Laura Robinson, Shelia R. Cotten, Jeremy Schulz, Apryl Williams, Timothy M. Hale
Sponsored by the Communication, Information Technologies, and Media Section of the American Sociological Association, Volume 10 of the Communication and Information Technologies Annual, Digital Distinctions & Inequalities, brings together nine studies of this increasingly important form of
inequality. Drawn from four continents, the research provides a global overview of the current state of the field in different cultural contexts. As a whole, the volume illuminates the complexities of digital inequalities as they are manifested in groups and societies EURO"even when access is
widespread. In their depth and breadth, the volume's contributions provide an indispensable guide to emergent forms of digital inequality as it rapidly evolves.
School shootings have raised considerable interest among scholars as a global (media) cultural phenomenon and have increased specifically in the 1990s developing into a seeming cultural epidemic. This book contributes to the current academic discussion on school shootings by analysing this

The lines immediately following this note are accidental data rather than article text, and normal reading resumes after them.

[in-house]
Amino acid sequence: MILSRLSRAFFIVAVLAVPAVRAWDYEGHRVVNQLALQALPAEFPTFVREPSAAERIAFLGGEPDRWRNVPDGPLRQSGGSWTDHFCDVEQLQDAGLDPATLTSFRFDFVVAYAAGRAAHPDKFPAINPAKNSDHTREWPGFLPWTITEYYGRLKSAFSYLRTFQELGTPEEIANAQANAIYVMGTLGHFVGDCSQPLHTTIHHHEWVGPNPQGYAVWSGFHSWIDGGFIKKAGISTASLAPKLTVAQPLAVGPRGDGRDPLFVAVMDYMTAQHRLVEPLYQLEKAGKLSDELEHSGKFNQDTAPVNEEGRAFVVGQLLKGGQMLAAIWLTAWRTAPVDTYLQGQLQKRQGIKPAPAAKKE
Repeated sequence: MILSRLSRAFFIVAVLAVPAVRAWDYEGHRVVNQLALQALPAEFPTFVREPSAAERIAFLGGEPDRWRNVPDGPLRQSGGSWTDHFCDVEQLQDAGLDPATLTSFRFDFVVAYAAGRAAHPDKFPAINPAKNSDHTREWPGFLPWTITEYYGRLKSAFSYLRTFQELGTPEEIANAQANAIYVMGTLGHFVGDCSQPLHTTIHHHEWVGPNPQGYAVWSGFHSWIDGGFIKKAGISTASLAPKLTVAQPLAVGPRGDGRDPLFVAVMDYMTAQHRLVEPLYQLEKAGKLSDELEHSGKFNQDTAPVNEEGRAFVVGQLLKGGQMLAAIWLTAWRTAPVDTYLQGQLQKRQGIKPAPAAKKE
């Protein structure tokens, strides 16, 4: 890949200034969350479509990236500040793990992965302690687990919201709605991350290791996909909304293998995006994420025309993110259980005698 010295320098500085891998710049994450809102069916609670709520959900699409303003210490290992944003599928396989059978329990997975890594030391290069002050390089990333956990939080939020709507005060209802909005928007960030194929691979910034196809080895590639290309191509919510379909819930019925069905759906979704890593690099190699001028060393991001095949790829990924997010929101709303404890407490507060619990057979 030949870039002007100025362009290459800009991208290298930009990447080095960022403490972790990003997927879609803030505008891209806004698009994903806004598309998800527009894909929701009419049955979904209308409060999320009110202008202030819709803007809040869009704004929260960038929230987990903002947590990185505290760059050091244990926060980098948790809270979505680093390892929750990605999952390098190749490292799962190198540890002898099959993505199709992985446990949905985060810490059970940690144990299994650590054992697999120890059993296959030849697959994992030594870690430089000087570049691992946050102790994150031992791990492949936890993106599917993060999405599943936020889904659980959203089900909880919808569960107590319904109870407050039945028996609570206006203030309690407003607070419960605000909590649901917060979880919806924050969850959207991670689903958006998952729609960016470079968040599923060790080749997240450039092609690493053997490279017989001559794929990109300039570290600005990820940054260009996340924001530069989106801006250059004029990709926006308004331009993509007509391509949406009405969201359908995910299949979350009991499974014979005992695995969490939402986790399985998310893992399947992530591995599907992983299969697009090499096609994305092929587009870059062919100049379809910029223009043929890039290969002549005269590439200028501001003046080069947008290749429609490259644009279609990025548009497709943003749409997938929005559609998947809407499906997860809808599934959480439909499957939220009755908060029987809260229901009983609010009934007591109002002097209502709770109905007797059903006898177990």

phenomenon in a broader context of mediatization in contemporary social and cultural life. Mediatized logic has the power to influence us as individuals communicating about the shootings and experiencing the shootings as victimizers, victims, witnesses or bystanders. In three sections, this book
explores shootings from different, yet interconnected, perspectives: (1) a theoretical focus on media and school shootings within various sociological and cultural dimensions, specifically how contemporary media transform school shootings into mediatized violence; (2) a focus on the practices of
mediatization, with emphasis on mediated coverage of school shootings and its political, cultural, social and ethical implications; and (3) an examination of the audiences, victims and witnesses of school shootings as well as organizations which try to manage these public crimes of significant media